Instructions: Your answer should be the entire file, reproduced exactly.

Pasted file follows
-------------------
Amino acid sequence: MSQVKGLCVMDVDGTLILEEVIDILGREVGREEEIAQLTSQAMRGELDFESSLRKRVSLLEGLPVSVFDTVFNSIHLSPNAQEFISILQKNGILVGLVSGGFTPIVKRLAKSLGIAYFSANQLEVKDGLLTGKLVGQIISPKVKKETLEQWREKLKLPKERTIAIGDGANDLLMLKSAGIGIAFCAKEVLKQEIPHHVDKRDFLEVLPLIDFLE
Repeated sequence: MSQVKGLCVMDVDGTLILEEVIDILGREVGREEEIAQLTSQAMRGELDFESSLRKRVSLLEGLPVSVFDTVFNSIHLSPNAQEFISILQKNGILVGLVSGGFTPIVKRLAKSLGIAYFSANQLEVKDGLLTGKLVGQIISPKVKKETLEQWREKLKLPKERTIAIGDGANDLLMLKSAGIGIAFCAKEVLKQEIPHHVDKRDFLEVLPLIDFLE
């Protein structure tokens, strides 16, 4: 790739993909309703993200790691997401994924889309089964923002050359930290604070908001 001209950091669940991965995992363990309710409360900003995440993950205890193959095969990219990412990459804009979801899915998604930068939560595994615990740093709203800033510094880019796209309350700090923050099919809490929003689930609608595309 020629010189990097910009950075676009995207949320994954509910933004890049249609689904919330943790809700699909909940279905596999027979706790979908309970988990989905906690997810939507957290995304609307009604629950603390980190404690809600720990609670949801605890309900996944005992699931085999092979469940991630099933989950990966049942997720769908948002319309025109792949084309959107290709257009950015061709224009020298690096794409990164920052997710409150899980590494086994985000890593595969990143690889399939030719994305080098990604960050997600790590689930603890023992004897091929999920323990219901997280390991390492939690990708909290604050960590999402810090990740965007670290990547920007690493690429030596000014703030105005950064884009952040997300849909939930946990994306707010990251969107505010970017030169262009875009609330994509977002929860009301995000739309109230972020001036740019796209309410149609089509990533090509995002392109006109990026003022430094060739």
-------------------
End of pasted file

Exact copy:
Amino acid sequence: MSQVKGLCVMDVDGTLILEEVIDILGREVGREEEIAQLTSQAMRGELDFESSLRKRVSLLEGLPVSVFDTVFNSIHLSPNAQEFISILQKNGILVGLVSGGFTPIVKRLAKSLGIAYFSANQLEVKDGLLTGKLVGQIISPKVKKETLEQWREKLKLPKERTIAIGDGANDLLMLKSAGIGIAFCAKEVLKQEIPHHVDKRDFLEVLPLIDFLE
Repeated sequence: MSQVKGLCVMDVDGTLILEEVIDILGREVGREEEIAQLTSQAMRGELDFESSLRKRVSLLEGLPVSVFDTVFNSIHLSPNAQEFISILQKNGILVGLVSGGFTPIVKRLAKSLGIAYFSANQLEVKDGLLTGKLVGQIISPKVKKETLEQWREKLKLPKERTIAIGDGANDLLMLKSAGIGIAFCAKEVLKQEIPHHVDKRDFLEVLPLIDFLE
């Protein structure tokens, strides 16, 4: 790739993909309703993200790691997401994924889309089964923002050359930290604070908001 001209950091669940991965995992363990309710409360900003995440993950205890193959095969990219990412990459804009979801899915998604930068939560595994615990740093709203800033510094880019796209309350700090923050099919809490929003689930609608595309 020629010189990097910009950075676009995207949320994954509910933004890049249609689904919330943790809700699909909940279905596999027979706790979908309970988990989905906690997810939507957290995304609307009604629950603390980190404690809600720990609670949801605890309900996944005992699931085999092979469940991630099933989950990966049942997720769908948002319309025109792949084309959107290709257009950015061709224009020298690096794409990164920052997710409150899980590494086994985000890593595969990143690889399939030719994305080098990604960050997600790590689930603890023992004897091929999920323990219901997280390991390492939690990708909290604050960590999402810090990740965007670290990547920007690493690429030596000014703030105005950064884009952040997300849909939930946990994306707010990251969107505010970017030169262009875009609330994509977002929860009301995000739309109230972020001036740019796209309410149609089509990533090509995002392109006109990026003022430094060739």